IOWA CITY, Iowa - All home-field advantages are not created equal. It hits a little different here at Kinnick Stadium.
Ask Penn State.
The fourth-ranked Nittany Lions committed eight false starts, unable to hear each other due to Iowa fans screaming their heads off when they tried to snap the ball. The collective effort of the Hawkeye faithful deserved a lot of credit for their team's 23-20 victory.
Penn State coach James Franklin downplayed the noise effecting his team. Either he wasn't paying attention or he was in denial.
Being away from this historic venue last season during the pandemic makes me appreciate even more what I've heard this fall. The crowd messed with Indiana quarterback Michael Penix Jr. in Iowa's season-opening win last month. The place was rocking.
Iowa fans took it to another level Saturday. After the third false start in a row late in the first half, the Nittany Lion offensive linemen were barking at each other, searching for someone to blame. The culprits sat in the stands.
It should be pointed out that Penn State built a 17-3, first-half lead with starting quarterback Sean Clifford behind center. The crowd became eerily quiet with their third-ranked Hawkeyes in the hole.
Clifford, a senior, left the game for good late in the second quarter after being drilled by linebacker Jack Campbell. He likely would have handled the high decibel level better than his replacement, sophomore Ta'Quan Roberson.
It also was guaranteed the outcome would have been different. Iowa twice picked off Clifford, who has been rattled before during his career. The crowd noise certainly could have upset him.
Penn State managed only three points in the second-half. The Hawkeyes' elite defense played a role in that, as it had all season.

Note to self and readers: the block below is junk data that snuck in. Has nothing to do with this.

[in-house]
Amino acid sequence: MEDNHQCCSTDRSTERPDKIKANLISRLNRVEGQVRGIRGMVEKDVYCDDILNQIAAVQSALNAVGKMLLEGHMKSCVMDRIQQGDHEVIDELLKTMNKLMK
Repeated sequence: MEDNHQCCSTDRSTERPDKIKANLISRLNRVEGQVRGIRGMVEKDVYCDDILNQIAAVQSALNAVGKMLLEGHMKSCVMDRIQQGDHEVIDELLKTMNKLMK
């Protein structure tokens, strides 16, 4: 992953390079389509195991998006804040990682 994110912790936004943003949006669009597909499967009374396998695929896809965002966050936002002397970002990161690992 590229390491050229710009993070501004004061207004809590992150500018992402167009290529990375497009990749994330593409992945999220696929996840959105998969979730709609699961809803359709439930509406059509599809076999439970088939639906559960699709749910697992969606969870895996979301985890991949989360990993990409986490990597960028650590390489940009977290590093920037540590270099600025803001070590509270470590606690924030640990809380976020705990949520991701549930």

Although Iowa trailed 17-10 at halftime, you could feel it had wrestled momentum away from the visitors. Even when Penn State increased its advantage to 20-10 by getting Roberson loose in the running game, it felt like the Hawkeyes were fine.
They were feeding off the atmosphere on both sides of the ball. The defense increased its intensity. The offense delivered big plays when needed and stayed away from mistakes.
Would Iowa have won this game had it been in State College? We can't say for sure, but 100,000 at Beaver Stadium would have made it a whole lot less likely. It may have been over when the Lions built a two-touchdown advantage.
“It’s really cool having that big of a backing, 65-70 thousand people are there just to support you," Iowa defensive lineman Logan Lee said. "They had a huge impact on the game. They helped force a lot of penalties. That was a big part of the game.”
Former Penn State quarterback Trace McSorley told me at Big Ten Media Day years back that Kinnick Stadium was the toughest road environment he'd played in. He competed at Ohio State, Michigan and Wisconsin, to name a few.
Saturday also wasn't an aberration. The Hawkeyes upended unbeaten Top 5 teams Michigan (2016) and Ohio State ('17) in the last decade. This one rivaled those contests for the volume levels.
“It’s up there for sure, I think today or against Ohio State in 2017 but it is definitely up there for sure,” Iowa senior cornerback Matt Hankins said.
Like Michigan and Ohio State, the fans poured out of the stands and onto the field at game's end. They celebrated with their team. Their team celebrated with them.
It's a special relationship. Others in college football are jealous. They should be.
“It was awesome," Hawkeye quarterback Spencer Petras said. "My redshirt freshman year we rushed the field for the Minnesota game, but we didn’t have a chance last year. It’s one of those things you love to see. It’s always super fun because when you look back on the biggest games in Iowa history, the fans are usually down there storming the field. It was sweet.”